Venue: White Swan Leeds
Tom’s Midnight Garden by Philippa Pearce
Lying awake at night, Tom hears the old grandfather clock downstairs strike . . . eleven . . . twelve . . . thirteen . . . Thirteen! When Tom gets up to investigate, he discovers a magical garden. A garden that everyone told him doesn’t exist. A garden that only he can enter . . .
About this Author
‘A beautiful and haunting story’ loved by kids and adults alike
The one thing about book club is that you never know what you might find. LBCPuffins is all about the little people’s books, one’s that have stayed with us for years that we want to reread and recently one’s we haven’t heard which has led us to discover some little gems.
Tom’s midnight garden is all about a young boy who gets sent away to his Aunt’s and Uncle’s to prevent him from catching measles. He has to stay indoors all the time in case he develops it, but at midnight after hearing the Grandfather clock strike 13, goes downstairs to discover a garden no one told him about. In entering this garden after midnight he meets a young girl called Hatty and after a while becomes really close friends. On later occasions to the garden he finds it’s not always the same, sometimes it’s summer, sometimes it’s winter, sometimes he meets a younger Hatty and then an older one.
The whole story sweeps you along on Tom’s adventures in the garden, meeting Hatty, finding out her story, Tom’s investigation of why Hatty was dressed the way she was, as the group pointed out, not being able to use the internet and digging out the encyclopaedia’s, yet again another book we have read where modern technology is not involved and wonder what we would do without it at the touch of our fingertips even though it’s still quite new age thing, using the internet and such.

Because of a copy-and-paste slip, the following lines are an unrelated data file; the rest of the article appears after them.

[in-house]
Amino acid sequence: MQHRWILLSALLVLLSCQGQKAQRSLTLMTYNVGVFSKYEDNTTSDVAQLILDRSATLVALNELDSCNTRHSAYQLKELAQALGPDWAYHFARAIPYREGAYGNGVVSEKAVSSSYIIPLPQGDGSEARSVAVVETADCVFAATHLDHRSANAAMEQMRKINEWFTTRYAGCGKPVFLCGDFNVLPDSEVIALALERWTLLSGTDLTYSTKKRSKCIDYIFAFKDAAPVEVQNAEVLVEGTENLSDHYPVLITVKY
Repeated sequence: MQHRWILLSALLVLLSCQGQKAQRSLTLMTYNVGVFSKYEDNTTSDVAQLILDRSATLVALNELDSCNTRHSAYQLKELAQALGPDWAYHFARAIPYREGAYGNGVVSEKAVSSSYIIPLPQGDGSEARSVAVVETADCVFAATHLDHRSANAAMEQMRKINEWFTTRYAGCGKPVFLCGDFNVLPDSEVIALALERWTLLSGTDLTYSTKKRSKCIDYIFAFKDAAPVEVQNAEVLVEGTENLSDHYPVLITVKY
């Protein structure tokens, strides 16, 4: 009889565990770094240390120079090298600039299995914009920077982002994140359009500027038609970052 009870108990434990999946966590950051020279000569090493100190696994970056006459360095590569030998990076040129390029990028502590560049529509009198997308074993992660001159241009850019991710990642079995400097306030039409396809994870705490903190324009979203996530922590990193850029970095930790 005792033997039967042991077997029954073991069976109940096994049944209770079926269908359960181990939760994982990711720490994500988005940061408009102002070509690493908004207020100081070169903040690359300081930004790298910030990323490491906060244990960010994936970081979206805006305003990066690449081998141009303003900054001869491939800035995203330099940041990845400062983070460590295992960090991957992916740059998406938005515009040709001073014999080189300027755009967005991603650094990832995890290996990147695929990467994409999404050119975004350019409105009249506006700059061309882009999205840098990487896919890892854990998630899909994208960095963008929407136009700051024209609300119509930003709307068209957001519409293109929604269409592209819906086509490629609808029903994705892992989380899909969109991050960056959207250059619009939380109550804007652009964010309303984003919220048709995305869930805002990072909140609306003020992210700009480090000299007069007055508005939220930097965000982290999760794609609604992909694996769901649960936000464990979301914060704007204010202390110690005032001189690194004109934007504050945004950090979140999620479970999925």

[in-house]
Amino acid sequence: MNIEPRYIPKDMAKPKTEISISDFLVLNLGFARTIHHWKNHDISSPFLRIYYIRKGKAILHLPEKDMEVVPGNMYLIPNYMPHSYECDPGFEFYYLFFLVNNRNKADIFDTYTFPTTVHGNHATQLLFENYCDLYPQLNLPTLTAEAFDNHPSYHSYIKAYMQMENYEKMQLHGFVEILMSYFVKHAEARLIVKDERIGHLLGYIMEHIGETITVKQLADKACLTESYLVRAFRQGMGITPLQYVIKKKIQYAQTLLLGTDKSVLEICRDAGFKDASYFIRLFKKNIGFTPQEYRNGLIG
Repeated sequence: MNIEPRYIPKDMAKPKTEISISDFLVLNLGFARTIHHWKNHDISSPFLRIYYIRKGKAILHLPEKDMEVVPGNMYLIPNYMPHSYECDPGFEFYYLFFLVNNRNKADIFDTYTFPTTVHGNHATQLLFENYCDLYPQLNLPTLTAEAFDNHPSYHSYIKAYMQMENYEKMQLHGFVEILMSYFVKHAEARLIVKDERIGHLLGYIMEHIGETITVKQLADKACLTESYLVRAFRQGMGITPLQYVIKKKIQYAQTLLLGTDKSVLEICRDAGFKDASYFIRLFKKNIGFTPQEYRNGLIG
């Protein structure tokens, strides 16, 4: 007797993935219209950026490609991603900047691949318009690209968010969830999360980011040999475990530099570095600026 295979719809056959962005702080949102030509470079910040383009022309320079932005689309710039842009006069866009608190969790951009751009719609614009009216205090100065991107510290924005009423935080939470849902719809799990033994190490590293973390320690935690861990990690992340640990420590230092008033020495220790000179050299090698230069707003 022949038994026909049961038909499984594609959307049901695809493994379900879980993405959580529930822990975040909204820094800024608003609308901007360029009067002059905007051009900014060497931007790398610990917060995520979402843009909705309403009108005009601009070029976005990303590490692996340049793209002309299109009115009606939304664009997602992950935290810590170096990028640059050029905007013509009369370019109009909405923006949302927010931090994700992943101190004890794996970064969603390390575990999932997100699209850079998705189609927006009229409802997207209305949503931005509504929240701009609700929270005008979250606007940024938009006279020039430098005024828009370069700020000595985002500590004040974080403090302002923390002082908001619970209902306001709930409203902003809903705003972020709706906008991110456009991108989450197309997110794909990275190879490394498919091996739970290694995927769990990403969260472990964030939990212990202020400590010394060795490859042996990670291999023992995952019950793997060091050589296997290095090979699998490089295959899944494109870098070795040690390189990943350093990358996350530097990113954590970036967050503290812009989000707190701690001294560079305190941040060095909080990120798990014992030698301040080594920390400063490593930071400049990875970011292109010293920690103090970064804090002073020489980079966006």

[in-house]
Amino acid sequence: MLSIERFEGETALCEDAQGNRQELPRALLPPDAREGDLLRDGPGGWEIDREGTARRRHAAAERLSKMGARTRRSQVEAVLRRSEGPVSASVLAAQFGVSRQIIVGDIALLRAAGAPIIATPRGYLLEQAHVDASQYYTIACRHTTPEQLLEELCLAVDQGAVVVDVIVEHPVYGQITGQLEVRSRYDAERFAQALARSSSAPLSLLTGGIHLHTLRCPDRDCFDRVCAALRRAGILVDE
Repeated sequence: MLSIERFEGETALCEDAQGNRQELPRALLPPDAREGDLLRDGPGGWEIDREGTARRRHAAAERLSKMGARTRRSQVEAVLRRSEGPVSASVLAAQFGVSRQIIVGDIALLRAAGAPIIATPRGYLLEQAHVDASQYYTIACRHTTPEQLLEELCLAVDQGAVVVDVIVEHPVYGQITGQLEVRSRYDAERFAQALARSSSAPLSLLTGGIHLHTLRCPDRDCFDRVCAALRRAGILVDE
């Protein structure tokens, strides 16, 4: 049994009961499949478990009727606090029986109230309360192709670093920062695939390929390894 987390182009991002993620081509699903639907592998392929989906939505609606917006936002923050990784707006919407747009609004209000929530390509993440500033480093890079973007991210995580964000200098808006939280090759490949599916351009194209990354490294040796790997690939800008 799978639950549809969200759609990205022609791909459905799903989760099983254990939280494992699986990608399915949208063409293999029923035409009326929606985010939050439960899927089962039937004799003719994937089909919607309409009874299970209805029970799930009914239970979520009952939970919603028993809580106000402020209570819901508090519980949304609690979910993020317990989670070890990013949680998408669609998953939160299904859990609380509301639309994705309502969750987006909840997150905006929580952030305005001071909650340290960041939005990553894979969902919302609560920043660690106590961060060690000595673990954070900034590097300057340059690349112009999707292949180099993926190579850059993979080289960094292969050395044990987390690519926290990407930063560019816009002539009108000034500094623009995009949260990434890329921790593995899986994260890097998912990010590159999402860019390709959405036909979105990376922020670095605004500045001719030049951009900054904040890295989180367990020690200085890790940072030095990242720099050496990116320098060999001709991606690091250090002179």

‘Nothing stands still, except in our memory’
This was a story loved by everyone. the friendship of the two children, from playing int he garden to Tom’s idea for hatty to hide the skates and for him, and to later find them in the floorboards made him realise she wasn’t a ghost. Previous to this the group enjoyed the little argument the children had about who was the ghost. As the children were from different time periods, it could be said both were. But it was such a sweet scene.
The whole story was beautifully written and captivated the group, with its secret adventures into the garden. The story was also loved for covering years and not weeks when Tom visited the garden, and the fact that he always saw Hatty as the same age until nearly the end when Peter appears and points out Hatty is nearly a woman. The book brought adventure, friendship, and at the end, brought a lot of us to tears when Tom meets the older Hatty.
One question I raised to the group, was had they seen the TV adaption, and some after reading this as a book on its own mentioned that they would be deeply suspicious of any film adaption as it would try to fill in the gaps. It was also mentioned that this book is a world of imagination and with most adapted to screen it makes you lose the characters you created in your head and how you perceived them. I think it might work as a play in the theatre, as the theatre creates magic itself and you feel apart of it. Something I didn’t mention on the night, but film and TV will always be a shady area when it comes to book adaption
In the end the story unfolds that it was all through Hatty’s dreams, similar to a programme once or twice mentioned named Sunset Beach where everything happens and the lead character wakes up and it is all a dream, but this was far better, so find a copy, grab a cuppa and let yourself delve in to Tom’s Midnight Garden.
Check out the trailer (bearing in mind the reservations mentioned above!)
Find fellow members on twitter by searching for #LBCPuffins